So far, it warms the cockles inside my chest to hear my eldest son Gabriel Ollivan, a minority among his white classmates in preschool, asking ardently, "Unsa'y Binisaya…?" for some things he absorbs from his teacher and his books utterly awash with information and expressions of all things American. Rest assured I do as well when Golli's younger brother Raphael Gandalf, scared of "agta" and "ungo" lurking in the thicket of his two-year-old imagination, easily takes comfort with a bedtime browsing of Mother Goose rhymes no more than the lull of lisping into a medley of native memory about, among others, the "alimango sa suba, gibantog nga dili makuha" and "balay ko sa langit nagasidlak-sidlak luyo sa panganod…." Or the wisdom of "bugsay, bugsay, kiling-kiling dyutay...sa barotong gamay."
Rock and bring it on, Bisdak! Thus I have only the best wishes for the brainchild of Cebu Provincial Board (PB) member Victor Maambong who recently sponsored a resolution for the Department of Education to prescribe "Sugbuanong Binisaya as the indispensable bridge language in teaching English and Filipino" in grade and high schools.
Noting the dismal results of the national achievement tests and taking the cue of scientific studies, Maambong's resolution avers: "The use of the first language to bridge English and Filipino will facilitate a more efficient cognitive process in the language development of our students…," who, certainly, will find it easier to sway along the tune of Naked Brothers Band's "I Don't Want To Go To School," if they fall in the gap or in the shadow between the idea and the act.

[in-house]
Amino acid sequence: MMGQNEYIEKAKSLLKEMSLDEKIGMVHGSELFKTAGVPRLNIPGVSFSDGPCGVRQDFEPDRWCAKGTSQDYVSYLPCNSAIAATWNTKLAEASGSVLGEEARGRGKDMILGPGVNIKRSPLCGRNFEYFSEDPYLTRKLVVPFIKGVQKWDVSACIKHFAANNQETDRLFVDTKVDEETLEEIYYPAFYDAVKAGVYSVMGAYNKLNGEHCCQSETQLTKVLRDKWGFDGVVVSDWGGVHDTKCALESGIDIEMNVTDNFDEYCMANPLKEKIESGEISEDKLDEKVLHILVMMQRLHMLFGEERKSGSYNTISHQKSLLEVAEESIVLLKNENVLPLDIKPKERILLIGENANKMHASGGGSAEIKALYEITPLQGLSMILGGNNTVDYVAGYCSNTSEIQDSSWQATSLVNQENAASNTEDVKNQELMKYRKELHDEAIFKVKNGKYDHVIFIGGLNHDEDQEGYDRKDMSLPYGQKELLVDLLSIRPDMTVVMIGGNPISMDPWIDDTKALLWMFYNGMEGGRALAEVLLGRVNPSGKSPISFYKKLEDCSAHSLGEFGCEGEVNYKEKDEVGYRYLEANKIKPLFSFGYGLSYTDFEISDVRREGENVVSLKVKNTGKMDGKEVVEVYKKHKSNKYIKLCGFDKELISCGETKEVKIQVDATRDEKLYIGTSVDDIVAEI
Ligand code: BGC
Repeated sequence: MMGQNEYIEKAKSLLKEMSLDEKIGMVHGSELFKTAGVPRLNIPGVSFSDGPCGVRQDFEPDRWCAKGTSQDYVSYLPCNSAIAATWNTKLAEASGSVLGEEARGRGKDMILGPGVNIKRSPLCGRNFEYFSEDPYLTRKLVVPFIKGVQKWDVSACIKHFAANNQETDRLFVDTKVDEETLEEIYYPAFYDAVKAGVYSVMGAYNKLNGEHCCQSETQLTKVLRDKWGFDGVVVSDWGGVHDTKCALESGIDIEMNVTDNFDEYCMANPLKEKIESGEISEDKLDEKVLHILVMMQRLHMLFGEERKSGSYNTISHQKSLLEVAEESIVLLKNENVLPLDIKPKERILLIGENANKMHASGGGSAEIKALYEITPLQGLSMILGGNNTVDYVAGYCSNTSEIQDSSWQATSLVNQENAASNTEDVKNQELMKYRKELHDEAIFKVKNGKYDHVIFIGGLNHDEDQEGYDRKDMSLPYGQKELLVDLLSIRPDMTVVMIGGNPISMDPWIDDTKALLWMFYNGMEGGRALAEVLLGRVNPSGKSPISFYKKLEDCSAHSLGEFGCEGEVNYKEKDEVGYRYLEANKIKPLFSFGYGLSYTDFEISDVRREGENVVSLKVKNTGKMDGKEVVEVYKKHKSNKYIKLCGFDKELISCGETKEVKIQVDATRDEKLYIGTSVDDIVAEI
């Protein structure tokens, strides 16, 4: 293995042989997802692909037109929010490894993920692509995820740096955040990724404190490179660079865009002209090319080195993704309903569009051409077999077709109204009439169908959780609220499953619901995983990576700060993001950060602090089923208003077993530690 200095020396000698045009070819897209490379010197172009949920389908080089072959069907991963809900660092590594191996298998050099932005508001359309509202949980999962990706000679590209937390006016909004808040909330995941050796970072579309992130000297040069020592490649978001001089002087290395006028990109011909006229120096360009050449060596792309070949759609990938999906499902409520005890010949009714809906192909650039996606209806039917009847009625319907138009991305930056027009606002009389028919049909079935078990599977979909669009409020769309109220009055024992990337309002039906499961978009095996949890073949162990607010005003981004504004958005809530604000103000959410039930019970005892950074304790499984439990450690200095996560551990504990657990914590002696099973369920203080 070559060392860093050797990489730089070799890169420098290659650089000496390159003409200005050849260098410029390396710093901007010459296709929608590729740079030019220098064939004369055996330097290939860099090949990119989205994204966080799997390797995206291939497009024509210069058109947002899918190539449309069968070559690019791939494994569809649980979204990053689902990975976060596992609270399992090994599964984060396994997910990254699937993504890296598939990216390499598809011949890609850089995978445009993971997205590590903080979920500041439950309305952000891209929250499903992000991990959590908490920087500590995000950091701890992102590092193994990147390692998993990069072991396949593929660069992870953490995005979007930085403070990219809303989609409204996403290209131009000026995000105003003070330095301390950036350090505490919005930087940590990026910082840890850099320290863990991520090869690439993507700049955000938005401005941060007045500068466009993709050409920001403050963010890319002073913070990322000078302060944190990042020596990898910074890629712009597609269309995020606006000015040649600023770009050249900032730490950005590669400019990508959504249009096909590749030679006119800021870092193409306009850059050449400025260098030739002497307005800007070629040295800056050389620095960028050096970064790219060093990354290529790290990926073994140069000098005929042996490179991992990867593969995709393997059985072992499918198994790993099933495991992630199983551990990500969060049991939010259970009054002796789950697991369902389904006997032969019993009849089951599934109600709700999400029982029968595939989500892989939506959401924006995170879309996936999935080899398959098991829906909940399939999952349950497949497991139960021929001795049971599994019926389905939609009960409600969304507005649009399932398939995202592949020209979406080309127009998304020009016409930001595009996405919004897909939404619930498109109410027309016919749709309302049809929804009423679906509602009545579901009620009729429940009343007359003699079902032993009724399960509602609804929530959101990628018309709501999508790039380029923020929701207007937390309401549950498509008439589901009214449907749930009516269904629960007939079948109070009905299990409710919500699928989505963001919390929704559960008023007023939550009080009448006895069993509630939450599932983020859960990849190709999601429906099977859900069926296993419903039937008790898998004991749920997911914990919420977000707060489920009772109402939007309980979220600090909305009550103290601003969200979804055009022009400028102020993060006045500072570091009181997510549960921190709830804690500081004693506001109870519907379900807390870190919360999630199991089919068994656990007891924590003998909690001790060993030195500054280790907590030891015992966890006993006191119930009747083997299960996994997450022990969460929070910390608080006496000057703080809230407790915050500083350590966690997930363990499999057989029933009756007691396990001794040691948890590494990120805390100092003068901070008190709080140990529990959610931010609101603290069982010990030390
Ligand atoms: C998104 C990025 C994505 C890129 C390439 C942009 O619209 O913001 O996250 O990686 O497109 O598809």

Getting a failing grade deserves better, indeed, than the silence of the dumb. Or the stench of cliché while invoking, "Shit," if not the four-letter word. As a matter of fact, they can be more emphatic by exclaiming, "Hinampak!"
Watch Your Mouth
/Sun.Star Cebu, 12 February 2008/
"HE SAID a bad word." So went the accusation of a little Fil-Am boy whose twang-laced tongue has been irradiated with a smattering of Cebuano words from his constant exposure at playtime with my five-year-old son. "He called me stupid, mom."
Even if there are times I won't begrudge "stupid" as an apt adjective for me, my wife can swear we never use that word at home, although I'm fond of ejaculating, "Bulay-og baya!," if anything went out of whack. Now, where did my son get the word that whipped his friend into such distress? My disconsolate wife and I learned later that the infestation in my son's vocabulary was the latest he cottoned onto from his American classmates in pre-kindergarten.
But what alarmed me, more than the likelihood that I might have spawned a ruffian who would grow up calling a spade a blunt spade, was that he didn't call his friend "amaw." Or, if he were a sharper chip off his old block, he could have stumped even Dennis the Menace with this snarl: "Hungog!"